8: You have dreams of climbing the corporate ladder

There isn’t much room on the ladder within the IT department. If you have dreams of climbing up and perching yourself on top, you might want to consider a different field. Some IT departments do offer promotions, and maybe you can even climb your way up to CIO. But if CEO is in your dreams, IT is not the field for you.

9: You hate technology

This one should go without saying. But strangely enough, I know people in the IT field who actually HATE technology. If you consider yourself a technophobe, maybe being around servers, desktops, switches, routers, and other IT-centric hardware might not be the best place for you. Although it’s perfectly possible to work in a field you despise, the added level of frustrations you will experience might end your time on this good green Earth earlier than you expected. Take a pass on IT.

10: You turn off your phone at night

This relates to your work hours. Many IT pros I work with are on call 24/7. Their lives completely revolve around their networks, and if they weren’t willing to have such a life, they probably wouldn’t have the jobs they have now. The IT job doesn’t go away — it remains in the background all the time, waiting to pull you from sleep, family gatherings, the birth of your first child. If you’re one to turn your phone off when you leave work, or even ignore those calls from the office (even when said office is blowing said phone up), it might be a good sign the you and your career are not a good fit.

Tallying up the cons

Just because you suffer from one of two of these traits doesn’t mean you should jump off the IT train and start flipping burgers. But if you recognize quite a few of these signs, you might want to call it a career and head back to school. To help balance the pros and cons, I’ll follow up soon with a list of signs that IT is exactly where you need to be.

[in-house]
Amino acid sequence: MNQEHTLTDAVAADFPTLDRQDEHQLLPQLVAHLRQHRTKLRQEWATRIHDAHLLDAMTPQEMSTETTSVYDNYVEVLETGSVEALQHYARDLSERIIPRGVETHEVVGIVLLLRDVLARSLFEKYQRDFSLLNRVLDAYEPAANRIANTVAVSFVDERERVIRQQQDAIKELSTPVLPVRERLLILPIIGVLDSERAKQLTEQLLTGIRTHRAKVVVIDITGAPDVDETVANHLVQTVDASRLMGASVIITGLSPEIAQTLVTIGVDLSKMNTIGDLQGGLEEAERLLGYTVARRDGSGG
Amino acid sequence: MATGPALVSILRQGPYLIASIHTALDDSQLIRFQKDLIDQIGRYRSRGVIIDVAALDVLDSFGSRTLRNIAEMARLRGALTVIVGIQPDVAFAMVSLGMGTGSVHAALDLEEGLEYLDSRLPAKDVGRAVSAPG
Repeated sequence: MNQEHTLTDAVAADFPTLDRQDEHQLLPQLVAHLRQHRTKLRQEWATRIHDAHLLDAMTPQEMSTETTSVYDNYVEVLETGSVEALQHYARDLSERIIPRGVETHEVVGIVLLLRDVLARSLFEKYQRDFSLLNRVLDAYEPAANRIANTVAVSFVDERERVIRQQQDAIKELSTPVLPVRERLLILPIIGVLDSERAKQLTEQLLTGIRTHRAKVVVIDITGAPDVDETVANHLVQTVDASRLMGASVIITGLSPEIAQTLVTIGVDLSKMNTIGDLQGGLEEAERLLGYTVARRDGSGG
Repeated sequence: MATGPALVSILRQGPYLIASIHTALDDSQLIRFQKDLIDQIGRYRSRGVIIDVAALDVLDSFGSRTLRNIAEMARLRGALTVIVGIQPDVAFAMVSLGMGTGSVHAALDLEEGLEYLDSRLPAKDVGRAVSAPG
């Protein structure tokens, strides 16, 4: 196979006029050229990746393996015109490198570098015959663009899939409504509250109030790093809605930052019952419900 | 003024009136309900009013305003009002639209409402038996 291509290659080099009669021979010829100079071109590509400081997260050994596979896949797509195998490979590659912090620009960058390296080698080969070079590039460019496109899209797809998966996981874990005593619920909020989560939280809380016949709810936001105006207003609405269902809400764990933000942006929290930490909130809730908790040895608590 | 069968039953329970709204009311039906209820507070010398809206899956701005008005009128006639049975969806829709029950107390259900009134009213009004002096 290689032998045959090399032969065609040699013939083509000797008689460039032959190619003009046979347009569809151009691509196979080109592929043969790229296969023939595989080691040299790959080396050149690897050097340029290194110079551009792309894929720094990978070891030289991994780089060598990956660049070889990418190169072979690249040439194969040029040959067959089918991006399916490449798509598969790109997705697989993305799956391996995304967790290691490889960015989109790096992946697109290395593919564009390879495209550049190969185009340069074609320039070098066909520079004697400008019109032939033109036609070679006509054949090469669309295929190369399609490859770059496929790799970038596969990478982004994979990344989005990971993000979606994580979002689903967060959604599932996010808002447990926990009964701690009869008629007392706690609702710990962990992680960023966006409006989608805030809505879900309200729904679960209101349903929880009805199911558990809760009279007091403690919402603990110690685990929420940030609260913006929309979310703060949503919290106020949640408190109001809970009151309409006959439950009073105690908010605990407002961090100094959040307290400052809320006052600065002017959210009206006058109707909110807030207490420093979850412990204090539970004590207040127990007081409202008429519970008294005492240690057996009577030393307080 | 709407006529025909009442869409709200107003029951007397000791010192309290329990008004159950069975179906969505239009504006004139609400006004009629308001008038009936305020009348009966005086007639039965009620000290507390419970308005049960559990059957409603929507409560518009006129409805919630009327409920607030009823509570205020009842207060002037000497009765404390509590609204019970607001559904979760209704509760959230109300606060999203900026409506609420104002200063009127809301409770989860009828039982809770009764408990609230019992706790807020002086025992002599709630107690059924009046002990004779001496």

Wednesday, February 22, 2012

15 Top Paying IT Certifications for 2012

Randy Muller, Global Knowledge Instructor, MCT, MCSE, MCSA, MCDST

When the conversation amongst IT professionals turns to IT Certifications, one of their first thoughts is of high salaries - dollar signs dancing in their heads. While some certifications do command a six-figure salary, this is not true for all. With the recent completion of our annual IT Skills and Salary report, I thought it would be a great time to look at some of the more popular certifications - and their associated pay.
Note: The rankings below are based on certifications that received the minimum 200 responses required to derive a salary figure that is statically accurate. There are certifications that pay more that are not represented due to their exclusive nature. These include CCIE: Cisco Certified Internetworking Expert and VCDX: VMware Certified Design Expert, for example.

1. PMP® - Project Management Professional - ($111,209)

The Project Management Institute's (PMI) Project Management Professional (PMP) credential is recognized as the most important certification for project managers and is globally recognized and in heavy demand. The PMP credential demonstrates that you not only have the requisite, real-world experience, but that you also have the education to successfully lead and direct projects. The PMP credential should only be attempted by experienced project managers as the qualifications and testing for this certification are very rigorous. In addition, the PMI requires continued validation through required continuing education requirements. All of these factors ensure that the PMP credential is widely respected. The PMP experience and exam requirements focus on five process groups: Initiating, Planning, Executing, Controlling, and Closing.

2. CISSP® - Certified Information Systems Security Professional - $110,342

The Certified Information Systems Security Professional (CISSP) credential is for security managers and professionals who develop policies and procedures in information security. The CISSP certification has become the gold standard in information security certifications. Earning and maintaining a CISSP certification is required for many governmental, military, and civilian security positions. The CISSP was the first credential in the field of information security, accredited by the ANSI (American National Standards Institute) to ISO (International Organization for Standardization) Standard 17024:2003. Earning your CISSP certification is not only an objective measure of excellence, but it is a globally recognized standard of achievement.